If there is a dispute over the identity of the directors of a Delaware corporation, the corporation, its stakeholders and those with whom it does business require prompt certainty as to who is in charge. For that reason, Section 225 of the Delaware General Corporation Law provides for a summary proceeding to determine who rightfully comprises the board and officers of a Delaware corporation. While there is a rich body of Section 225 case law, there are few decisions addressing whether the party who loses at the trial court level is entitled to a stay of the court’s order pending an appeal. The Court of Chancery recently addressed this issue in Klaassen v. Allegro Development, C. A. No. 8626-VCL (Del. Ch. November 7, 2013), known as Klaassen II, and partially stayed its post-trial order to allow the losing CEO to pursue an expedited appeal. In this decision, the court provided guidance on how it may limit the conduct of a judicially sanctioned board while a party challenges that outcome on appeal. The court also identified a significant issue that, once resolved by the Delaware Supreme Court, likely will affect how parties resolve leadership transitions when they are at odds over how to manage the company’s business and affairs.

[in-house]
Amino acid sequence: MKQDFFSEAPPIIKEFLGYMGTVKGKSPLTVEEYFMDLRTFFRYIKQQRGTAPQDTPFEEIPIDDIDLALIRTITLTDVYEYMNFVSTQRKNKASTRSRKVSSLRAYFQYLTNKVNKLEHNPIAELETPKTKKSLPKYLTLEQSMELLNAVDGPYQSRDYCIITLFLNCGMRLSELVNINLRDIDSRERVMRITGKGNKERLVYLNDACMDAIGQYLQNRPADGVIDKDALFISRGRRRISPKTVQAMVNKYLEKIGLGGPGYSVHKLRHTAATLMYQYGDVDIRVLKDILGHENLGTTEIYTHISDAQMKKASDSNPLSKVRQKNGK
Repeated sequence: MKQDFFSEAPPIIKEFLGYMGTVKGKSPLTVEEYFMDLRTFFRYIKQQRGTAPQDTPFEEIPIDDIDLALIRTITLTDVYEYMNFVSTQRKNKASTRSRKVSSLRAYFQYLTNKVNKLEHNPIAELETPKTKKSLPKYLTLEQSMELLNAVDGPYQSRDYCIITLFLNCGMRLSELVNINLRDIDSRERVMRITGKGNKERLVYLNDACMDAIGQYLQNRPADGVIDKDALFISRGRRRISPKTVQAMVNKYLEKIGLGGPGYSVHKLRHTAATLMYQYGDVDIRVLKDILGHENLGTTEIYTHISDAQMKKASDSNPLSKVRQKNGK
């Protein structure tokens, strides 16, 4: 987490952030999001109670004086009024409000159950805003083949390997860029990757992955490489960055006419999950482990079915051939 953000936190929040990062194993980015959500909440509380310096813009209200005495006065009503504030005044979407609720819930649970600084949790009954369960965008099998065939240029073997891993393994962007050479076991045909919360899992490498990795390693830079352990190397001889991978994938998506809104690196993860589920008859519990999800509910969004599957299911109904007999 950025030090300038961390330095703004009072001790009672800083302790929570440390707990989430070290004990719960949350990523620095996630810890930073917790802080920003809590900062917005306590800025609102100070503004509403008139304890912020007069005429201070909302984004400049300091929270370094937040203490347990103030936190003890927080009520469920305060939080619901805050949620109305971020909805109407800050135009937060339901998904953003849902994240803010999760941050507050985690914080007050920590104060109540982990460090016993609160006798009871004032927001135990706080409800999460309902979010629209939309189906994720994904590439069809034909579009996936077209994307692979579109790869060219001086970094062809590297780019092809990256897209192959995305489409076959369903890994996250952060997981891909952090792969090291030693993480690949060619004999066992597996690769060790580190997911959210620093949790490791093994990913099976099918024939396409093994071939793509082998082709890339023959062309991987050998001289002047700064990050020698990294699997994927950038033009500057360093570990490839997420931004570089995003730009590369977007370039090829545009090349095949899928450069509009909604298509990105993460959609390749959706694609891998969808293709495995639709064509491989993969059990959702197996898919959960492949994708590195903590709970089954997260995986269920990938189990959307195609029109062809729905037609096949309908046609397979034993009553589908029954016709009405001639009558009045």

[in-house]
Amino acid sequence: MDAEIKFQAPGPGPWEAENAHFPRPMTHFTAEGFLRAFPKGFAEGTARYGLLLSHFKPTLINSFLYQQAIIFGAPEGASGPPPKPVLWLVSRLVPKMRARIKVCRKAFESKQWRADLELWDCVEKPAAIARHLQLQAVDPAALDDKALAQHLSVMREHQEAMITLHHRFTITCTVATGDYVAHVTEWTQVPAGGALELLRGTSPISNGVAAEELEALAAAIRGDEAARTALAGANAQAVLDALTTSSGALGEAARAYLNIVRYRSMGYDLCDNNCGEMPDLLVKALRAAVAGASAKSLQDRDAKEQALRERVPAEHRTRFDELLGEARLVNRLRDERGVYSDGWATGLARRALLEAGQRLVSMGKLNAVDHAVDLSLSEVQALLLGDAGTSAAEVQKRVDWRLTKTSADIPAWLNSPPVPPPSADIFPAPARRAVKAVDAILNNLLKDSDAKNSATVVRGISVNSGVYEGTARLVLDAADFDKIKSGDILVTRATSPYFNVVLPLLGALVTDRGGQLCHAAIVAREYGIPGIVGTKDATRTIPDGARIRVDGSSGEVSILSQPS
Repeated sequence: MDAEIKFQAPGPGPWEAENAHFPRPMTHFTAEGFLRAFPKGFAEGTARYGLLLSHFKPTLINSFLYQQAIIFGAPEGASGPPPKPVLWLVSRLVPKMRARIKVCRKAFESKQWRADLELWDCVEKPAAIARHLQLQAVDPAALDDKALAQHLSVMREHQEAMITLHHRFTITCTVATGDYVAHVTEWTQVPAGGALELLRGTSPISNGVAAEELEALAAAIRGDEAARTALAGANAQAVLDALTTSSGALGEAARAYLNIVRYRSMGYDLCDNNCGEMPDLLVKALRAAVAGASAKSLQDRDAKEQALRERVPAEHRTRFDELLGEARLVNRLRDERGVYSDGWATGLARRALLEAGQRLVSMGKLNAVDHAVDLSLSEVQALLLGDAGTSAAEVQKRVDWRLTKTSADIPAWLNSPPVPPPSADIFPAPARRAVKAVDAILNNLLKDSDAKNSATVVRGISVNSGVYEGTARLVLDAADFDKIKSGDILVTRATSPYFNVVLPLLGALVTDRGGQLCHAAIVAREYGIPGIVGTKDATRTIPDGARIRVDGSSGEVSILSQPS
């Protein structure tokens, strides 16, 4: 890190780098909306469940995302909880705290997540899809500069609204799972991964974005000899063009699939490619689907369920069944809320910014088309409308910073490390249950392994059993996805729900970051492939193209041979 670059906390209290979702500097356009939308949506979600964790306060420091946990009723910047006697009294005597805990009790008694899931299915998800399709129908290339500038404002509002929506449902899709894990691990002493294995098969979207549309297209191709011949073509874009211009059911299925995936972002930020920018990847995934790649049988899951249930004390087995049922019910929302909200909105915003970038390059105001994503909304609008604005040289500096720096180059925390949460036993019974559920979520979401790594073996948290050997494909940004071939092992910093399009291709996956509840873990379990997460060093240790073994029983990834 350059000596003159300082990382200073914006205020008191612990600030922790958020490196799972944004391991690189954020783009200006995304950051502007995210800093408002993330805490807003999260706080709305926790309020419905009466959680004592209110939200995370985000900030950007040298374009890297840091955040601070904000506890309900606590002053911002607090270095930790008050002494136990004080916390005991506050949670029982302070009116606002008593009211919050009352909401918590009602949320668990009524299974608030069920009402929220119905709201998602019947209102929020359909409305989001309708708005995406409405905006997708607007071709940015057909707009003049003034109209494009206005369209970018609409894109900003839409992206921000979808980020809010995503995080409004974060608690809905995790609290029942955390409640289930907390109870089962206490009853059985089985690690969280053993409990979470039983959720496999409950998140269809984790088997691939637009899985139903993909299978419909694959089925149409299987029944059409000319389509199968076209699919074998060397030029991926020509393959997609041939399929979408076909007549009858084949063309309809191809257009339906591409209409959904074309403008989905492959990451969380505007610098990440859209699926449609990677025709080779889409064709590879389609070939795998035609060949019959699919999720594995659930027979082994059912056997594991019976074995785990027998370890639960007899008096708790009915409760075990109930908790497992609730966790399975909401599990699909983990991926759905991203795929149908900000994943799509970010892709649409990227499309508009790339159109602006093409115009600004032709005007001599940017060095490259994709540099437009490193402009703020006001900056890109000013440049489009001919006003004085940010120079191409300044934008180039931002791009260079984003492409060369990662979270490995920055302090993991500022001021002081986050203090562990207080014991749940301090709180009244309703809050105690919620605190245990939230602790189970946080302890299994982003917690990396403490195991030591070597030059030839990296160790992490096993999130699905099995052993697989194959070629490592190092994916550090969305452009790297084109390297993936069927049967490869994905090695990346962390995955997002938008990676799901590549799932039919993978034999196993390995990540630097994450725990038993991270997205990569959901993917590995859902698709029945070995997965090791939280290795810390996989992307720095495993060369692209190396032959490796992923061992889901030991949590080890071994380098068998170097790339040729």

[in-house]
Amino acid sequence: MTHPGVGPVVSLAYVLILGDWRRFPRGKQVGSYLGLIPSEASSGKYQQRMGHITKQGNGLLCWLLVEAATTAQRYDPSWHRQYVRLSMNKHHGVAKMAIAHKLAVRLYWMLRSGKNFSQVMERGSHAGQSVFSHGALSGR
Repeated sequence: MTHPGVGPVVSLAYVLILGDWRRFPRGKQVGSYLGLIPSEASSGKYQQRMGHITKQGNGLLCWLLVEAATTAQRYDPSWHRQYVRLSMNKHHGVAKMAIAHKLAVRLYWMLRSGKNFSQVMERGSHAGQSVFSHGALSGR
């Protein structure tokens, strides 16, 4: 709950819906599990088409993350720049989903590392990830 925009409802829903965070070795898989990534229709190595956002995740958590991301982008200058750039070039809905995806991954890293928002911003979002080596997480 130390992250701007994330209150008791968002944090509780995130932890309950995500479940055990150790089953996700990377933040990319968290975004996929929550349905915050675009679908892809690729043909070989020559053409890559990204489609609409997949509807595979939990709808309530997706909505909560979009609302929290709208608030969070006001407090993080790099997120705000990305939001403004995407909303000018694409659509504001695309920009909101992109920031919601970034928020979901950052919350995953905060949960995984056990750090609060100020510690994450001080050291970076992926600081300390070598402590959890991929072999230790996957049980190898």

In Klaassen v. Allegro Development, C. A. No. 8626-VCL (Del. Ch. October 11, 2013), known as Klaassen I, the Court of Chancery rejected as barred by laches and acquiescence a CEO/stockholder/director’s challenge to his removal at a board meeting seven months earlier. Plaintiff Eldon Klaassen was the founder and CEO of Allegro Development Corp. Allegro had a five-person board consisting of Klaassen, two directors designated by a preferred stockholder investor and two directors recommended by Klaassen and approved by the preferred stock investor. In Klaassen I, the court outlined the four non-management directors’ growing frustration with the company’s performance and with Klaassen’s management style, culminating in a Nov. 1, 2012, regular meeting of the board.